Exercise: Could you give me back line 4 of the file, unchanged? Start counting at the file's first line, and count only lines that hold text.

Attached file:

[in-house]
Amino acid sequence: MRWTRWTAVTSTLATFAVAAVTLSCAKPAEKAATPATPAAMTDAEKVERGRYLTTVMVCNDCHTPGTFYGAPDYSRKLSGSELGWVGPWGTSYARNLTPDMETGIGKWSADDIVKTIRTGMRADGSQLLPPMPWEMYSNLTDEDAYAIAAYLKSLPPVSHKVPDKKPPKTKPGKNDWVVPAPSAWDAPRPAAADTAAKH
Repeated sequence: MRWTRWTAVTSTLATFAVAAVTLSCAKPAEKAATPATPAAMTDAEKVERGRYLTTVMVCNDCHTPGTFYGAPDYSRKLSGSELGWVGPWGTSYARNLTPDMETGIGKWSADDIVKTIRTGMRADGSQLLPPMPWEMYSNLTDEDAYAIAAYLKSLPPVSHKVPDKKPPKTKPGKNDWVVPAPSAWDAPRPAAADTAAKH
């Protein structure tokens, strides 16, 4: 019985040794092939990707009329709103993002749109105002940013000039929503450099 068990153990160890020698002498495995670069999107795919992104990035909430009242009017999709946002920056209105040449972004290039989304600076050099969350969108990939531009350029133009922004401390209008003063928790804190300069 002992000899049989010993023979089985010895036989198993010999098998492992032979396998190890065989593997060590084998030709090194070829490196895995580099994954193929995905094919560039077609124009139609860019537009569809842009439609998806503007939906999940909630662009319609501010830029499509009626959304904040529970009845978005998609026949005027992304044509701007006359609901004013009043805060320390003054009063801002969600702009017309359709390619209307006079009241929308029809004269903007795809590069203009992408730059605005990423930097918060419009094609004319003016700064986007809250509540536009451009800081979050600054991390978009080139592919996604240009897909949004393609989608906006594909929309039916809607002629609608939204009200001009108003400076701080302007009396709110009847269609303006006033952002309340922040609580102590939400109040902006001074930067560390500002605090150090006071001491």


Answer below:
């Protein structure tokens, strides 16, 4: 019985040794092939990707009329709103993002749109105002940013000039929503450099 068990153990160890020698002498495995670069999107795919992104990035909430009242009017999709946002920056209105040449972004290039989304600076050099969350969108990939531009350029133009922004401390209008003063928790804190300069 002992000899049989010993023979089985010895036989198993010999098998492992032979396998190890065989593997060590084998030709090194070829490196895995580099994954193929995905094919560039077609124009139609860019537009569809842009439609998806503007939906999940909630662009319609501010830029499509009626959304904040529970009845978005998609026949005027992304044509701007006359609901004013009043805060320390003054009063801002969600702009017309359709390619209307006079009241929308029809004269903007795809590069203009992408730059605005990423930097918060419009094609004319003016700064986007809250509540536009451009800081979050600054991390978009080139592919996604240009897909949004393609989608906006594909929309039916809607002629609608939204009200001009108003400076701080302007009396709110009847269609303006006033952002309340922040609580102590939400109040902006001074930067560390500002605090150090006071001491």